At the end of the summer, we tackled a big project... a rustic farmhouse table.
We were so excited about this project!
She turned out even better than we had hoped. We love her.
This baby was pretty much 96% the work of this handsome fellow, my husband.
He did an amazing job.
I just did the research, held some boards for him and got to take part in the fun that is "distressing".
Here is a little bit of the scoop...
We followed these plans almost exactly from the talented Ana White,
Farmhouse Table with Pocket Holes plans.
We just adjusted the measurements to our own liking ever so slightly.
Our table is 85 inches x 38 inches.
We decided to use the Pocket Hole plans because we liked that it hid a lot of the screws.
We borrowed a Kreg Jig from a friend (to make the pocket holes). However, these are not expensive to purchase if you should need to.
We ended up going with Douglas fir for the wood and found most of it at Home Depot and some at Lowe's.
In just a day, the table was constructed.
A few of the steps...
The frame is up and ready.
It looked like an awesome balance beam so we had to try it out. :) This is how we roll, folks.
The top was on and it was time to play again.
When she is 18 I'm going to pull this picture out again and say "see you already danced on a table, no need to do it again. check!". :)
This is the table complete before we did any treatments to it.
Alright, so that night after Quinn went to bed, Todd and I had fun completing the "distressing" step on the table. We pulled out all kinds of tools, a board with nails in it, and a blowtorch. We dropped the tools all over it, put some nail holes in it and then finally went around and did just a little blowtorching on some edges to give it a little more character. We were careful not to make anything look repetitive or in a pattern.
The next step is not horribly time consuming, it just requires good time in between each step (coat).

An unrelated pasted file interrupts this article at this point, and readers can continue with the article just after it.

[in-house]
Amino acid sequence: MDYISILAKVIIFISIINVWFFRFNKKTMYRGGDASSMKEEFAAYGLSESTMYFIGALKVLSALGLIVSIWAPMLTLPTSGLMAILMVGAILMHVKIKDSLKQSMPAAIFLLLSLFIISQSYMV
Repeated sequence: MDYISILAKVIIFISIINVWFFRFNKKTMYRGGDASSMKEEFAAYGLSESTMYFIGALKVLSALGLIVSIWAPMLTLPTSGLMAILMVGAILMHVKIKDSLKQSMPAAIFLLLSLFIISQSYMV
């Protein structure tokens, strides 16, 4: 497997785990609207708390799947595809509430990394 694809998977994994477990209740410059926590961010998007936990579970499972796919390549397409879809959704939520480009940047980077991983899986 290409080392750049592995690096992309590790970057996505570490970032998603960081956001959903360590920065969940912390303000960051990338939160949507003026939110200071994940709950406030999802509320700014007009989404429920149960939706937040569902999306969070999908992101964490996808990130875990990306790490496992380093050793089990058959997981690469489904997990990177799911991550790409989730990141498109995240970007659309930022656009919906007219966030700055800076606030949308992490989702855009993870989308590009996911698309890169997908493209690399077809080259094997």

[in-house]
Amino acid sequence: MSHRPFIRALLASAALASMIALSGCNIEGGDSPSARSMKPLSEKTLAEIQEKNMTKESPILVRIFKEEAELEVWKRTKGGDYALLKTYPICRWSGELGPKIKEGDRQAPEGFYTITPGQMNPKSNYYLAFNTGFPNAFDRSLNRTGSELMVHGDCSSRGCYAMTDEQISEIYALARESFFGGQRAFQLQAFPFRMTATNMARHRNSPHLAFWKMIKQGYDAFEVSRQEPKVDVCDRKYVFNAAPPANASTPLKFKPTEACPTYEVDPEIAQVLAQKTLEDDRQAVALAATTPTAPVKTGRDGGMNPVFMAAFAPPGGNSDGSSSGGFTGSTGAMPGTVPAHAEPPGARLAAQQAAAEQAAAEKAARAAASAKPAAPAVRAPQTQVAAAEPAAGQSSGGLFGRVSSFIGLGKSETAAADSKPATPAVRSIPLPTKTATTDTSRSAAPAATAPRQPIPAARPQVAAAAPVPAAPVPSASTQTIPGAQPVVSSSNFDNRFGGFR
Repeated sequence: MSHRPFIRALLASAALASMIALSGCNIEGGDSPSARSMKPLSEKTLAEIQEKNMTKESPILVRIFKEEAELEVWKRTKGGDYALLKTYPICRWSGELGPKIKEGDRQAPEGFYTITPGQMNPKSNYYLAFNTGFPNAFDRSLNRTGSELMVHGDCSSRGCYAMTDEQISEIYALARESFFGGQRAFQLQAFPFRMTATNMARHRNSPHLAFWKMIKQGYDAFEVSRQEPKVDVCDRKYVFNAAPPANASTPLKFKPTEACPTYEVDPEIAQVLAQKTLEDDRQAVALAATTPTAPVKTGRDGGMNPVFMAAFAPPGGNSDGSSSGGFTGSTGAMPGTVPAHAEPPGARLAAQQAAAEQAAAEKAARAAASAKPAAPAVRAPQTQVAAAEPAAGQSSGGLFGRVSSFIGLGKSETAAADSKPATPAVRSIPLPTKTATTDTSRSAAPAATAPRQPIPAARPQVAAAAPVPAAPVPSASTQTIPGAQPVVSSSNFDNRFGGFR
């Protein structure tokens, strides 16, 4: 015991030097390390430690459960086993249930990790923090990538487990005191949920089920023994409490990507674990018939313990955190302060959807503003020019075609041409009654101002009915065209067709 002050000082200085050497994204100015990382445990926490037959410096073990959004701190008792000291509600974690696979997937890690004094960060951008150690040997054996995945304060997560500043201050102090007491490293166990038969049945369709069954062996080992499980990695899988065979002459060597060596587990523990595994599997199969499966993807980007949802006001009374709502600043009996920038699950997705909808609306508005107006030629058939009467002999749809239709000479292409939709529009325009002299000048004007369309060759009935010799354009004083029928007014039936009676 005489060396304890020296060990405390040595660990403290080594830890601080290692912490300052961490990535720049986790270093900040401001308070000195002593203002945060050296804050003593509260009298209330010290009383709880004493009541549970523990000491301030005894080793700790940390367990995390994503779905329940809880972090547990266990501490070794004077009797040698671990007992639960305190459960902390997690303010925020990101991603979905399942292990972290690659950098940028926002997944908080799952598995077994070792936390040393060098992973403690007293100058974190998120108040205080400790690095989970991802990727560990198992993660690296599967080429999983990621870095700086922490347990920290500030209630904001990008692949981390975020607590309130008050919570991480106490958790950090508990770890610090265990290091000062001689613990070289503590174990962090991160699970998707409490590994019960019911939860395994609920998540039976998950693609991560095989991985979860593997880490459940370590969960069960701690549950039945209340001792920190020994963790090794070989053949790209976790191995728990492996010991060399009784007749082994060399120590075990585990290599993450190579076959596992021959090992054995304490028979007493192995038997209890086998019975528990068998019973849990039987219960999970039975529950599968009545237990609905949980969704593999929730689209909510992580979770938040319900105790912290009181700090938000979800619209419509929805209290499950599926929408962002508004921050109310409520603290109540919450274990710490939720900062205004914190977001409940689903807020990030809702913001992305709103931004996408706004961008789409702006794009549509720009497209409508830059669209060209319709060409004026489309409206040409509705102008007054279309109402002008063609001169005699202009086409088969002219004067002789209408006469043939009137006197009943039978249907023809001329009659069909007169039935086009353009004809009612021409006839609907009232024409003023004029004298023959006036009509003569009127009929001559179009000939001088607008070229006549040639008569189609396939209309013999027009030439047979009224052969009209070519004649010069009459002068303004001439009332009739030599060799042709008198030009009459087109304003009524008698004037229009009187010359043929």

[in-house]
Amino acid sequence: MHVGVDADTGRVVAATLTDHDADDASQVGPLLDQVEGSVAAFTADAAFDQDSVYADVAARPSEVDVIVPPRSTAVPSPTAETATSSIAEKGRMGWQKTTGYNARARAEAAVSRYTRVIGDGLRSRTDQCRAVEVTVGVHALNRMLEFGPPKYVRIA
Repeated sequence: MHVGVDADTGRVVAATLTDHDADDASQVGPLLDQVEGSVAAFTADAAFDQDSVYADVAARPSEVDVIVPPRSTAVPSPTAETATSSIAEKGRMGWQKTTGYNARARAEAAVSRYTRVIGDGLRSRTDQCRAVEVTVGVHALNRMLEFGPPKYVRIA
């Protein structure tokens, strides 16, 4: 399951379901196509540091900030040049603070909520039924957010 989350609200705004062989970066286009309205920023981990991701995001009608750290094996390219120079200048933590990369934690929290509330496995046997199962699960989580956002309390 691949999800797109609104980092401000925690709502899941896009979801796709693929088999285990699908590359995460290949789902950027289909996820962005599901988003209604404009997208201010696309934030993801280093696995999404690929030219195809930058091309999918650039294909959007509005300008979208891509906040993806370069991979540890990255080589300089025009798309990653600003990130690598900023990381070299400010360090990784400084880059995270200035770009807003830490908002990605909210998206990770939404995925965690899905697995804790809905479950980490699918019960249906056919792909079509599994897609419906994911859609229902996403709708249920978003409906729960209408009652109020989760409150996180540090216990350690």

We applied the following over the next few days:
* 1 coat of wood conditioner
* 3 coats of stain (Minwax - Weathered Oak) - We did a 4th coat on the table top.
(Definitely encourage doing test pieces on scrap wood.)
* 3 coats of poly (Varathane in a Matte finish). The matte finish was important to us so that it
would keep more of an authentic rustic look, instead of a shiny finish.
We were most nervous about the finishing step, and we were thrilled with the end result. I wanted to pull in a little bit of a weathered look with just a bit a grey.
Oh, did I tell you we made a bench too? :)
(it's up on the stands)
The bench was more challenging than the table, but it turned out great.
Todd said he would have rather made 5 more tables instead. ;)
As far as size goes, this table will seat 8 and still feel roomy. (we could easily squeeze 4-5 kids on the bench if we wanted to, stretching the seating even more)
The table has found it's home in our kitchen, and we are in love.
We will post a part two once the chairs are put in and the whole nook is complete.
a close up of some of the distressing and little better of the color.
So in love.
Now for the fun part, the cost.
Well, this same construct of a table is available at Restoration Hardware for about $3,000.
You can see that table HERE.
Our cost was $165 (and that includes the bench).